Use of collateral airways to assess airway reactivity

D. H. Corddry, R. A. Sauder, G. G. Weinmann, C. A. Hirshman, W. Mitzner

Research output: Contribution to journalArticle

Abstract

We investigated the correlation between collateral airway reactivity and other indexes of lung reactivity in response to aerosol and intravenous (iv) challenges. In four anesthetized mongrel dogs, we measured the peripheral airway resistance (Rp) to gas flow out of a wedged lung segment in different lobes on multiple occasions. We obtained dose-response curves of peripheral airways challenged with iv histamine or aerosols through the bronchoscope. During the same iv bolus challenge, whole lung airway pressure (Paw) responses to histamine were also measured. On separate occasions, changes in lung resistance (RL) were measured after the whole lung was challenged with a histamine aerosol. Reactivity was assessed from the dose-response curves for Rp and RL as the PD50 (dose required to produce a 50% increase); for changes in Paw we calculated the PD15 (dose required to produce a 15% increase over baseline). Results for Rp showed considerably more variability among different lobes in a given animal with the aerosol challenge through the bronchoscope than with the iv challenge. With aerosol challenge there were no significant differences in the mean PD50 for Rp among any of the animals. However, with the iv challenge two of the dogs showed significant differences from the others in reactivity assessed with Rp (P < 0.01). Moreover, the differences found in the peripheral airways with iv challenge reflected differences found in whole lung reactivity assessed with either iv challenge (Paw vs. Rp, r2 = 0.96) or whole lung aerosol challenge (RL vs. Rp, r2 = 0.84). We conclude that the measurement of the collateral resistance response to iv challenge may provide a sensitive method for assessing airway reactivity.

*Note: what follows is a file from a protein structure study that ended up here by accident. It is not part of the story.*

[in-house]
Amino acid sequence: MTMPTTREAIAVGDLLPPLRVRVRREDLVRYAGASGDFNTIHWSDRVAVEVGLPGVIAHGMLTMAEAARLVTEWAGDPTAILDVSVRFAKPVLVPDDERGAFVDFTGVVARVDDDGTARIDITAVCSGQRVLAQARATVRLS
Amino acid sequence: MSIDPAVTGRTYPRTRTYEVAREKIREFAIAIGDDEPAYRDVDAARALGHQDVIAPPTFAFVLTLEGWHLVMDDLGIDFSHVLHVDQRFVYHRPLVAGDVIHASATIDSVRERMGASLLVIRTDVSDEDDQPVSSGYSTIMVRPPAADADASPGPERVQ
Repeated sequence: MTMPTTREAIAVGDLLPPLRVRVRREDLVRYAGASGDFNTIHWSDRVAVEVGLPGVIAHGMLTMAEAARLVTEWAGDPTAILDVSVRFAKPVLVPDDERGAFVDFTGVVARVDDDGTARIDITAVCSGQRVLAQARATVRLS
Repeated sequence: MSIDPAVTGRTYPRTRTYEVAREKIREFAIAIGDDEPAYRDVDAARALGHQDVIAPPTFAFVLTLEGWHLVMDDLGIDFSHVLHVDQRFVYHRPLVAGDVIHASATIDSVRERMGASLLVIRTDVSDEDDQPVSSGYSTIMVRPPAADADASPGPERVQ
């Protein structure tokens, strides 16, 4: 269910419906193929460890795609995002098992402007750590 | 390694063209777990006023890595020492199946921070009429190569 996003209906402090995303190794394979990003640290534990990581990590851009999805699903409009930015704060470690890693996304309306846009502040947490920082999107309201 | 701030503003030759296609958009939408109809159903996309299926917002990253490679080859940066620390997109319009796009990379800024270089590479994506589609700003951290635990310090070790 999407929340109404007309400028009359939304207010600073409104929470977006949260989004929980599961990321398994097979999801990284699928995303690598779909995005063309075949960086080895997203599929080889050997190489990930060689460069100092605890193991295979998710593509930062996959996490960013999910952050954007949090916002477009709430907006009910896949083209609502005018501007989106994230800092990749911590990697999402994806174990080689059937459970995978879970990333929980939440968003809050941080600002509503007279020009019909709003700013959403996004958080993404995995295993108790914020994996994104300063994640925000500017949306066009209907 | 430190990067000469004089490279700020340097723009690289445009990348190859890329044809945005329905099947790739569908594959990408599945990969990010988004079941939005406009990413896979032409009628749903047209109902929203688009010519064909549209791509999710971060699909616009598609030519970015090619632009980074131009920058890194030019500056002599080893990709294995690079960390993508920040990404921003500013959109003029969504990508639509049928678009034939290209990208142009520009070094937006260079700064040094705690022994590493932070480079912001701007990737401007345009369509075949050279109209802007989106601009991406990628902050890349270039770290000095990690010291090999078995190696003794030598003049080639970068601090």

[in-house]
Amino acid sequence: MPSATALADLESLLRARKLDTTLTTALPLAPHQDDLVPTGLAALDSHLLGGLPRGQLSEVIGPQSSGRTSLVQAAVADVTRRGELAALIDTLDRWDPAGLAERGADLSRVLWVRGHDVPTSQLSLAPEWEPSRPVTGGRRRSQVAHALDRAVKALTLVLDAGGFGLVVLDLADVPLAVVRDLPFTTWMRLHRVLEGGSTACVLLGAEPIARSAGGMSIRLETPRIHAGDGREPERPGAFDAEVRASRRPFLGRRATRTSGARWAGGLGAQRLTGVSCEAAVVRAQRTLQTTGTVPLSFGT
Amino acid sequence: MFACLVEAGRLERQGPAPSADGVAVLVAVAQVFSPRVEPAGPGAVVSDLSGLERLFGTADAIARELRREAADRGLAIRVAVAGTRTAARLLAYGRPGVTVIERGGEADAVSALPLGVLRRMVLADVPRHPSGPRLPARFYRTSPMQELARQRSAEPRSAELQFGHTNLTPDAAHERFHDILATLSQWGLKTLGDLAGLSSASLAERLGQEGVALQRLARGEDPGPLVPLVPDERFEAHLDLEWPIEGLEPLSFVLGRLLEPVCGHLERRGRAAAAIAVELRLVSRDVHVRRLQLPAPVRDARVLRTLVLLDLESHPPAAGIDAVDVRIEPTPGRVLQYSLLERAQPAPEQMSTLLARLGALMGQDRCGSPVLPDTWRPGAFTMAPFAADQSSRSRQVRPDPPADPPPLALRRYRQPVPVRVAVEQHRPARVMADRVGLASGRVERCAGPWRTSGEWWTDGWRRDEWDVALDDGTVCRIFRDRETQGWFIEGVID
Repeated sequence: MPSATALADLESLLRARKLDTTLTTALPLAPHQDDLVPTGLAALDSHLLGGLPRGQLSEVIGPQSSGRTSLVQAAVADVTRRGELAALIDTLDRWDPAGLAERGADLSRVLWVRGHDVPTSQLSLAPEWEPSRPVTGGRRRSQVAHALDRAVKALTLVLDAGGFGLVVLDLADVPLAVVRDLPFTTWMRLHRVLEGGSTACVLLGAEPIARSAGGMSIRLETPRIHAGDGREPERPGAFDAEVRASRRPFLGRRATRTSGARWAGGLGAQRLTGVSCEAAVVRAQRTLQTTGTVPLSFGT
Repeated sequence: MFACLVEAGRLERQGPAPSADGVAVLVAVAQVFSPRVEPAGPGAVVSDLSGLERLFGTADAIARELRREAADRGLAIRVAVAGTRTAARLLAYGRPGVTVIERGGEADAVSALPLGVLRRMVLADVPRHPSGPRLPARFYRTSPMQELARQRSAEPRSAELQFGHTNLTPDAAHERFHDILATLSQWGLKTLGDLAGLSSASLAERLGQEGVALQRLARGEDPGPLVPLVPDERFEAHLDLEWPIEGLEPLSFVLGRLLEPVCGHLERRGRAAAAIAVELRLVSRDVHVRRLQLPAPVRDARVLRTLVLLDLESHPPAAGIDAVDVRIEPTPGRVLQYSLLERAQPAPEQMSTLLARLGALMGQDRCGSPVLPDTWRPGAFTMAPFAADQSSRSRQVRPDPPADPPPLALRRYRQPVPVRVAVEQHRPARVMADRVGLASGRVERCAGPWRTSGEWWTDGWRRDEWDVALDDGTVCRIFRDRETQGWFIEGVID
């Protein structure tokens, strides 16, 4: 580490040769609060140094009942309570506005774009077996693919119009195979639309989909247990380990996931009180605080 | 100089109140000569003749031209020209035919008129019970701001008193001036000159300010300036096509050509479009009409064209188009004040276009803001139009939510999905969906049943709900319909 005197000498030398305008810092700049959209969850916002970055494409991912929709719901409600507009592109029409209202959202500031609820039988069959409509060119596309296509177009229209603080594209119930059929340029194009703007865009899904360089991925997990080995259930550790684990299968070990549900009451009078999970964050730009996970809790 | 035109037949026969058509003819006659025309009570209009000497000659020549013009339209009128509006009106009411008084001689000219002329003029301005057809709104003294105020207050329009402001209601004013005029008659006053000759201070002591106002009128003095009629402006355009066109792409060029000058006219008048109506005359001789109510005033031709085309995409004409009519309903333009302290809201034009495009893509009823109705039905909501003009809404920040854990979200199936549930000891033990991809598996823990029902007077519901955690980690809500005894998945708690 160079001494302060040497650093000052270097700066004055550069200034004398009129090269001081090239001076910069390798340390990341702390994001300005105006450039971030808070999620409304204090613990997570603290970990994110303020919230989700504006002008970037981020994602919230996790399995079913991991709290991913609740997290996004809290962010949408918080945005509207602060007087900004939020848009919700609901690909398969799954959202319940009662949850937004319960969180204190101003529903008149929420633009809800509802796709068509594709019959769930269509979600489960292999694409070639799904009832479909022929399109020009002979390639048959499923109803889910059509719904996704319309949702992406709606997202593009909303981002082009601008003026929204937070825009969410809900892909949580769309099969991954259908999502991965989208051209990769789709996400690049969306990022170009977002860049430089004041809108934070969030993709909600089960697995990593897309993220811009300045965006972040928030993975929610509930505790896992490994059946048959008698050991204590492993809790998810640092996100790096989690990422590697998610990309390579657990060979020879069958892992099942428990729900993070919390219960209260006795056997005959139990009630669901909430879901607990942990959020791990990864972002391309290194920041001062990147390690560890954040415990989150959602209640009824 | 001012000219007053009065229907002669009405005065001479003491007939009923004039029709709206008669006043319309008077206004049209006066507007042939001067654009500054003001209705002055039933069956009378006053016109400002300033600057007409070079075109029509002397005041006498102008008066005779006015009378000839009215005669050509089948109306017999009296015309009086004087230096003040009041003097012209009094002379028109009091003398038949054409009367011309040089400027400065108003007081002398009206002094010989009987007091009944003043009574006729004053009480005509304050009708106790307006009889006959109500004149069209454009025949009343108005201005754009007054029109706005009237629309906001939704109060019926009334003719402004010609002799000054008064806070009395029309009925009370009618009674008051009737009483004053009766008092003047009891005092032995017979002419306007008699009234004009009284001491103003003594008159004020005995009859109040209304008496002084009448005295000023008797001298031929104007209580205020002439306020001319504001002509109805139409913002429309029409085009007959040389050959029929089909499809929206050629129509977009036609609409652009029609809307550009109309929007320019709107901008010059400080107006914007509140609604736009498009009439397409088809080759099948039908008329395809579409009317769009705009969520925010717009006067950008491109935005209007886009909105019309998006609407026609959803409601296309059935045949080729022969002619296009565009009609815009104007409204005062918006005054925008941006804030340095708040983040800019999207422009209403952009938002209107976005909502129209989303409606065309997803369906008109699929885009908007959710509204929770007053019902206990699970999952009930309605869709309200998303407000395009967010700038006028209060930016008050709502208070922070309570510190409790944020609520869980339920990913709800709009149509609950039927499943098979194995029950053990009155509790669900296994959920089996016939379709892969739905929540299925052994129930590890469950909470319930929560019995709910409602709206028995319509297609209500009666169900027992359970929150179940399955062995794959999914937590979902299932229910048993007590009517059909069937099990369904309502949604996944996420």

Original languageEnglish (US)
Pages (from-to)349-356
Number of pages8
JournalJournal of applied physiology
Volume70
Issue number1
DOIs
StatePublished - 1991

ASJC Scopus subject areas

  • Physiology
  • Physiology (medical)

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